November 13, 2012

Congress returns to brink of fiscal cliff

Lawmakers face an urgent need to avert a double hit of tax increases and automatic spending cuts.

By DONNA CASSATA The Associated Press

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Speaker of the House John Boehner, R-Ohio, talks about the elections and the unfinished business of Congress, in a prepared statement at the Capitol in Washington, Wednesday, Nov. 7, 2012. The first post-election test of wills could start next week when Congress returns from its election recess to deal with unfinished business � including a looming "fiscal cliff" of $400 billion in higher taxes and $100 billion in automatic cuts in military and domestic spending to take effect in January if Congress doesn't head them off. Economists warn that the combination could plunge the nation back into a recession. (AP Photo/J. Scott Applewhite)

AP

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His bill combines 19 measures favorable to outdoorsmen, allowing more hunting and fishing on federal lands, letting bow hunters cross federal land where hunting isn't allowed and encouraging federal land agencies to cooperate with state and local authorities to maintain shooting ranges.

The bill also would allow 41 hunters -- including two in Montana -- who killed polar bears in Canada just before a 2008 ban on polar bear trophy imports took effect to bring the bears' bodies across the border. The hunters were not able to bring the trophies home before the Fish and Wildlife Services listed them as a threatened species.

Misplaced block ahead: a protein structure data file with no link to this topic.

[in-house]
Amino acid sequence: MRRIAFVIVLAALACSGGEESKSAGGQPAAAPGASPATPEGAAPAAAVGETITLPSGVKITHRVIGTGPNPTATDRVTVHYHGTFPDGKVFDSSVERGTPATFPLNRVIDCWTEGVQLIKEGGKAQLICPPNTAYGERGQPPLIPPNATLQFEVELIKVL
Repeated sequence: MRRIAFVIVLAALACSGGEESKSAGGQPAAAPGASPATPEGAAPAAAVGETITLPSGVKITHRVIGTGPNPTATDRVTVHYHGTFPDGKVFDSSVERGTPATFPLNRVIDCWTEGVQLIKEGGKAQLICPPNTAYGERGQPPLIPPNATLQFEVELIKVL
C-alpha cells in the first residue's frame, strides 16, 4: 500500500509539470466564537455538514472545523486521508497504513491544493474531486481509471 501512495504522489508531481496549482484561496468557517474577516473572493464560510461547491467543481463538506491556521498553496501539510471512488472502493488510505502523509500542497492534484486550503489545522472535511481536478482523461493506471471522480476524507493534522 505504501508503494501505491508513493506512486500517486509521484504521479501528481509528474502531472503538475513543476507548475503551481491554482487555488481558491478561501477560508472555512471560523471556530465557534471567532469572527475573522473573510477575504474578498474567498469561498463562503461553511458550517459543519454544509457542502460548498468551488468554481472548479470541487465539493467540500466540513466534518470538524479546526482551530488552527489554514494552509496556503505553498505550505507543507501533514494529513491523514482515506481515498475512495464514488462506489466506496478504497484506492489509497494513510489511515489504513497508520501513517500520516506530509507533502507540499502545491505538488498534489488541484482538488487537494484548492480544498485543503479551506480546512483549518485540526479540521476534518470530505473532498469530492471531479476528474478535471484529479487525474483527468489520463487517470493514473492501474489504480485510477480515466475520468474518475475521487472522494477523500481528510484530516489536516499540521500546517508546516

A five-year farm bill passed by the Senate and by House committee last summer will either have to be extended into next year or passed in the remaining weeks of the session.

The bill's only real chance for passage is if lawmakers decide to use its savings as part of negotiations on the "fiscal cliff." The Senate bill would save $23 billion over 10 years and the House Agriculture Committee bill would save $35 billion over 10 years.

Legislation setting defense policy remains undone, and the House and Senate Armed Services committees were working informally in recent weeks on a bipartisan bill that both chambers could pass.

 

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